Time To Make Some Jam! Targa NL Scion FR-S Power-Adders

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On the exhaust side of things, we have an ultra-sexy and ultra-functional JDL Auto Design equal-length long-tube header, overpipe, and catted front-pipe on the way, but we decided to bolt up the HKS Hi-Power single exit exhaust beforehand, because nobody wants to roll in a stickered up race car without a little exhaust burble to go with it. And we’re happy to report that this cat-back provides an appealing, deep exhaust note but very little cabin drone thanks to the clever resonance tube HKS has included as part of its design. FYI, the resonance tube is that dead end tube attached to the mid-pipe and it’s designed to cancel out the drone at the typical engine speed and engine load level used during highway cruising (meaning light load and throttle).

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That said, because of its 75mm diameter SUH409 stainless steel main piping and straight-thru SUS304 stainless steel muffler, there’s certainly very little restriction to flow with this system. And of course being a high-quality Japanese product, it bolts up to the FR-S (and BRZ and GT86) with the greatest of ease, or at least it would if our car wasn’t missing an exhaust hanger! Discovering yet another missing tidbit, we ordered a hanger and properly installed the system, even though the temptation to use zipties was strong!

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Being a single-exit system also means we’ve saved a lot of weight compared to the OEM setup or most aftermarket dual-exit options (which use a much larger and thus heavier muffler by design), and saving weight on a car that’s got to haul around a spare wheel and tire and a bunch of other rally gear plus a driver and co-driver is a very good thing in our books. This HKS system weighs just 22-lbs, while the factory mid-pipe weighs 12.4-lbs and the factory dual-exit muffler an additional 28.1-lbs for a total of 40.5-lbs. So based on our advanced math skills, we’ve saved an impressive 18.5-lbs with the HKS single-exit setup. Suddenly the look of the rear bumper with a missing tailpipe doesn’t bother us so much.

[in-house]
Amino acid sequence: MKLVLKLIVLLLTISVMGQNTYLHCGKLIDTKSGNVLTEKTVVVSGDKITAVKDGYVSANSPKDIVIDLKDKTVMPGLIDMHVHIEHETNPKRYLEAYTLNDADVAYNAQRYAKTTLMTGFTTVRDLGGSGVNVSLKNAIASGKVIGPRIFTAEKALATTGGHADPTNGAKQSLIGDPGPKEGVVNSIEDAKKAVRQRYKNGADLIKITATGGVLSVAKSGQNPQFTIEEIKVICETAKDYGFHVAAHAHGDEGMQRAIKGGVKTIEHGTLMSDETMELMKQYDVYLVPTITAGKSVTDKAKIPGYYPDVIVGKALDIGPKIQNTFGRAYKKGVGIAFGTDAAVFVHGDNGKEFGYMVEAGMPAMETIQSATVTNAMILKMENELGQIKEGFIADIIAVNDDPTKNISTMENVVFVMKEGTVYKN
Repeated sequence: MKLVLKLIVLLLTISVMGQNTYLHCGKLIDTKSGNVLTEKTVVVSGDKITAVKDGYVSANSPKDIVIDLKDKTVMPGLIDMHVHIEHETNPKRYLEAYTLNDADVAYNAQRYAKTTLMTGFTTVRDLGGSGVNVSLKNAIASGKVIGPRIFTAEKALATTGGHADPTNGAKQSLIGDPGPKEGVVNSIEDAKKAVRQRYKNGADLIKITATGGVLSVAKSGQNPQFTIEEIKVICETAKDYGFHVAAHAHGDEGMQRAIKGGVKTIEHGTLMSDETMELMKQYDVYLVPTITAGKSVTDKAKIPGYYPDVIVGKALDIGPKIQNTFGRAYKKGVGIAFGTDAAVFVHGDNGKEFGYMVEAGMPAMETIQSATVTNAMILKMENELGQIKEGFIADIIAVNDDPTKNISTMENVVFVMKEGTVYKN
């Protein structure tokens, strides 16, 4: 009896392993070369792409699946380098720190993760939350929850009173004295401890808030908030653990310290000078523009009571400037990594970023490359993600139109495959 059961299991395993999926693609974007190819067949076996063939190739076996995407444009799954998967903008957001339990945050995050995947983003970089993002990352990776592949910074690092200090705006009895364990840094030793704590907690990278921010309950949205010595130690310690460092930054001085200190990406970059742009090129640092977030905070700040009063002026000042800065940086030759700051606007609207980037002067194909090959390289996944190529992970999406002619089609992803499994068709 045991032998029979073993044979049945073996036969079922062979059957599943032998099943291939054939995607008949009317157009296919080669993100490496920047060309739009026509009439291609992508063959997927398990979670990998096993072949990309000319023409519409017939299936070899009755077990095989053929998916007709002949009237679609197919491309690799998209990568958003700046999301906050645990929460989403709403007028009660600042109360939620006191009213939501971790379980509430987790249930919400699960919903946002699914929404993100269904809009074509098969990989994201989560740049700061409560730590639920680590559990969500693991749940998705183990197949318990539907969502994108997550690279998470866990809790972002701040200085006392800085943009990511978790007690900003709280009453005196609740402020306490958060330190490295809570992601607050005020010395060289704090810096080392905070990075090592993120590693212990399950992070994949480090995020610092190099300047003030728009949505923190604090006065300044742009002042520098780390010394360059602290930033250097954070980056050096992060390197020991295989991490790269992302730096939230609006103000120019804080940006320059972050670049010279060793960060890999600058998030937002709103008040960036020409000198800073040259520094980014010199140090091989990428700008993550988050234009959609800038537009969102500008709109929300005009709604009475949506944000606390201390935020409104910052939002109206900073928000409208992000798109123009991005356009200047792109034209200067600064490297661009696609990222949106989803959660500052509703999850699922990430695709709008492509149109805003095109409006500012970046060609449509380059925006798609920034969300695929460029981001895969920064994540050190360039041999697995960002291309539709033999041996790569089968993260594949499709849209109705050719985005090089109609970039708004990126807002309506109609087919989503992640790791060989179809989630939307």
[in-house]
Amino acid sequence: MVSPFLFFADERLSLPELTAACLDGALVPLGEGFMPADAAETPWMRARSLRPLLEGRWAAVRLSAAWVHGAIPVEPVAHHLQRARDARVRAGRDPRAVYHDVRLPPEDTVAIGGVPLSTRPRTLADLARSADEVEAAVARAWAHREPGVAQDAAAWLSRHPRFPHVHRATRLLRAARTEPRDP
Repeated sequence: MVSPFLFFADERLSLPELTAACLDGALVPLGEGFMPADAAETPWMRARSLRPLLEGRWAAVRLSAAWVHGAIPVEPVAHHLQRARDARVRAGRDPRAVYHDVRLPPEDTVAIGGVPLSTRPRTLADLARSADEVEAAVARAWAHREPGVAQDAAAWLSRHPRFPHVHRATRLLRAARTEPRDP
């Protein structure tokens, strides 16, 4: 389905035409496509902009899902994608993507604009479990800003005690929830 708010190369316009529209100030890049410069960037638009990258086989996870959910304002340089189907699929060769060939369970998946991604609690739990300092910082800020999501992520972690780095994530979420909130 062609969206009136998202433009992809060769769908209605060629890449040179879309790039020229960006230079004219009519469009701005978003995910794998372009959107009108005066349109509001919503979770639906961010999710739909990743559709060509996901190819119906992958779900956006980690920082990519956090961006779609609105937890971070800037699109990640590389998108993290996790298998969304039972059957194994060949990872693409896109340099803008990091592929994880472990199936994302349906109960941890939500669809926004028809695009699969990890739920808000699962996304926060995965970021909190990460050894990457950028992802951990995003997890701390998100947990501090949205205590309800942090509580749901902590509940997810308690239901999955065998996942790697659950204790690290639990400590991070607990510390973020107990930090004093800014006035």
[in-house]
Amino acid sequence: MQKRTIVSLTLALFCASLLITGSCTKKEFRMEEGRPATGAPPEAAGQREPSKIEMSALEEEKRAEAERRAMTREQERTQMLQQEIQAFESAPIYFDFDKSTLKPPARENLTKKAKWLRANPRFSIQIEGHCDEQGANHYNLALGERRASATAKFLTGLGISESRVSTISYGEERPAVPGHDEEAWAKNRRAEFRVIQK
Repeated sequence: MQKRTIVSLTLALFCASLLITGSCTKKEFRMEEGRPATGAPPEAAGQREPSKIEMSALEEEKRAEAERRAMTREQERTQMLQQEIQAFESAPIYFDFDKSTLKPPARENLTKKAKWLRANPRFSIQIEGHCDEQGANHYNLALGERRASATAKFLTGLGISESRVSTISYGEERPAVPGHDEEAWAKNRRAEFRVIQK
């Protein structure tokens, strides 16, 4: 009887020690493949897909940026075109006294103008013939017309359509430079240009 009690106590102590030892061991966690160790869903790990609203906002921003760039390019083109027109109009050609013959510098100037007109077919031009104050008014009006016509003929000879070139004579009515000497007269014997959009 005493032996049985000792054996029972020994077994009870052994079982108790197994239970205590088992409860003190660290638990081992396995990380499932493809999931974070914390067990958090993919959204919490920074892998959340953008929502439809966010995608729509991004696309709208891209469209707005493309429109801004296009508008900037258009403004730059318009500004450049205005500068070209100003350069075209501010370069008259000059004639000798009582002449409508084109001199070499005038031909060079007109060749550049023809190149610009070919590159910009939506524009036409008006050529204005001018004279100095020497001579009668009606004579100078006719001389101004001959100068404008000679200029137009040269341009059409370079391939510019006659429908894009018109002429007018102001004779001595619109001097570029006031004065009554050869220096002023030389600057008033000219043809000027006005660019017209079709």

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The one tailpipe we do have is rather sexy, thanks to its titanium construction and 97mm diameter. Sure, it’s purely for show, but since cat-back exhaust systems really only make a couple horsepower on these cars, you’re upgrading to a system like this for 3 main reasons: sound, weight savings, and looks, and not necessarily in that order. In our case it was really all about the weight savings, with the sound and looks being a given with a brand as reputable as HKS. Any power or torque it frees up is an added bonus, but based on our experience dyno testing exhausts on the FR-S and BRZ platform, you just can’t expect more than 2-3whp.

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The only drawback to this exhaust system from a Targa NL standpoint is how low it hangs. There isn’t enough ground clearance as it passes under the rear subframe, at least not at the KW Clubsport recommended starting ride height you see here (which is about 1.75-2” lower than stock). We have since raised the ride height to a stockish 26 1/4” from fender lip to ground to ensure we don’t pancake this part of the exhaust when hitting jumps or big potholes on the rough roads Newfoundland will be throwing at us soon.

That’s it for this round of power-adders, but next time we promise we’ll have dyno results for you along with a close look at the JDL Auto Design parts that complete our exhaust side setup.

 

 

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